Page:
Gingivostomatitis in Cats

June 17, 2002 (published) | June 17, 2016 (revised)
With FSG, cats become allergic to plaque. Photo by Dr. Jan Bellows

What is it?

Feline gingivostomatitis (FGS) is a severe, painful oral disease that affects some cats where the cat’s mouth becomes allergic to plaque on the teeth and tongue and gums. The allergic response appears as striking inflammation throughout the mouth.

What causes it?

Plaque bacteria is the specific cause. What is unknown is why some cats get the disease and others that have plaque do not.  The disease does not appear to be related to feline leukemia virus, feline immunodeficiency virus, sex, spaying or neutering, or diet.

What are the signs of FGS?

Severe inflammation around the teeth and the back of the mouth exists with FGS. Affected cats may drool, have really bad-smelling breath and have difficulty chewing hard food. Mouth pain may also cause a decrease in self grooming, resulting in a scruffy hair coat.

Feline gingivostomatitis causes inflammation. Photo by Dr. Jan Bellows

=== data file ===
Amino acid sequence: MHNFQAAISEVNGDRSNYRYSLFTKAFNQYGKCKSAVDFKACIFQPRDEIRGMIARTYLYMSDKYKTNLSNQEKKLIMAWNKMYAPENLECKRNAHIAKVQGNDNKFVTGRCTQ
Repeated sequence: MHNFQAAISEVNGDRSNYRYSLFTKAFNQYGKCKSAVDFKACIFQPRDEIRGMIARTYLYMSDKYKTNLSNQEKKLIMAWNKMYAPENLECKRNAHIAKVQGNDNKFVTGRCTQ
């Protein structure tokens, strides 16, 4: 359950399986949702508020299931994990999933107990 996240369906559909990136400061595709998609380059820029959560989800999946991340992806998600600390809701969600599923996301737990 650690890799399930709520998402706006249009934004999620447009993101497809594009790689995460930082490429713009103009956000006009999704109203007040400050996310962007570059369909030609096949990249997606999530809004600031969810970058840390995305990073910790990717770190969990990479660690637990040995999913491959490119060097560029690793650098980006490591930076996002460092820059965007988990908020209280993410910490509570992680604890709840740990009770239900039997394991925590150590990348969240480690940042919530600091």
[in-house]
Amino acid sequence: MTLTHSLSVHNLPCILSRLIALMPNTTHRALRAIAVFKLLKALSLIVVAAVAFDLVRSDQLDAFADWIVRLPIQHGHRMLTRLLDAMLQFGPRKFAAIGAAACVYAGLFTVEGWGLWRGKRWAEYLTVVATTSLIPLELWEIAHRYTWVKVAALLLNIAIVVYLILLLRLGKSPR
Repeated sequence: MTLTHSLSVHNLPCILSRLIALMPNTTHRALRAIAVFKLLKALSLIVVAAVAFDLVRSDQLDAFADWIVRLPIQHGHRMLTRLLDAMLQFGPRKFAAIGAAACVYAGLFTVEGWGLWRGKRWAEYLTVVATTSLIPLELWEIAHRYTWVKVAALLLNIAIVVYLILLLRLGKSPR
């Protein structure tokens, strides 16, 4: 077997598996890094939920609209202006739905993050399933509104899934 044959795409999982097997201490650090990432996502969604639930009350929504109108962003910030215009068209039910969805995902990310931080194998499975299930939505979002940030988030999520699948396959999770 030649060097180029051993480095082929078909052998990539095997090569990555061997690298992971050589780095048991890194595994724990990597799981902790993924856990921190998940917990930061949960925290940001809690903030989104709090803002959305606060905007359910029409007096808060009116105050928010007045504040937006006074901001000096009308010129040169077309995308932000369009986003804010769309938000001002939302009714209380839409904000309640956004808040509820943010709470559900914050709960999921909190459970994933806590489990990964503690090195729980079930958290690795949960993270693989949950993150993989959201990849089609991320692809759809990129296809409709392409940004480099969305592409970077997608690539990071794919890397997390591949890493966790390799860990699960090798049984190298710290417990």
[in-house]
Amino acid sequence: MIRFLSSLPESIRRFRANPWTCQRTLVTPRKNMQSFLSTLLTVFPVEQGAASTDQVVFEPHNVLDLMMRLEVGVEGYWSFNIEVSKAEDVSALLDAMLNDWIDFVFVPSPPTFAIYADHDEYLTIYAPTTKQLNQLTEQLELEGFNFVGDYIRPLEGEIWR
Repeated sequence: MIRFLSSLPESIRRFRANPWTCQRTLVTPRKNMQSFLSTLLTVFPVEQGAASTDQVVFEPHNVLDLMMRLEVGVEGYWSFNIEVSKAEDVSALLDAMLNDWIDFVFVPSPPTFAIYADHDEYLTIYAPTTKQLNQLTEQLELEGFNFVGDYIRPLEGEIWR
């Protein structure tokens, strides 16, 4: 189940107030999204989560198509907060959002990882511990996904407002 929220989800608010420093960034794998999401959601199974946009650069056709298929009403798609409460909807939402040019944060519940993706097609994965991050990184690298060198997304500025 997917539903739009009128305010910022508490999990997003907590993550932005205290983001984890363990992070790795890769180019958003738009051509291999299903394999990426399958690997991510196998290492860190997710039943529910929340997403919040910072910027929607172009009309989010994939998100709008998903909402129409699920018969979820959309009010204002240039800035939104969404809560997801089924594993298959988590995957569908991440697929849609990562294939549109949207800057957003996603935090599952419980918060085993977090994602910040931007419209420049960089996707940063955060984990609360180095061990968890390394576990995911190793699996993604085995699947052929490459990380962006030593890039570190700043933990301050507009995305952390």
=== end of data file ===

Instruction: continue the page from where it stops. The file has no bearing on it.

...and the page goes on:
How is it diagnosed?

An examination usually reveals inflammation completely surrounding the teeth. The upper and lower cheek teeth are most commonly affected. In some cases, the canines and incisors as well as the back of the mouth are also involved.  

How is FGS treated?

Treatment is surgical. After the affected teeth are removed (usually those behind the canines) in the upper and lower jaws, most cases heal.  In some cats all the teeth need to be removed.  Twenty percent of the cats treated will not heal with surgery alone, and for those cats laser treatment and medication usually bring relief.

What is the prognosis?

After the teeth are extracted, the prognosis is excellent in most cases.  Fortunately domestic cats do not need their teeth to live a great long life.

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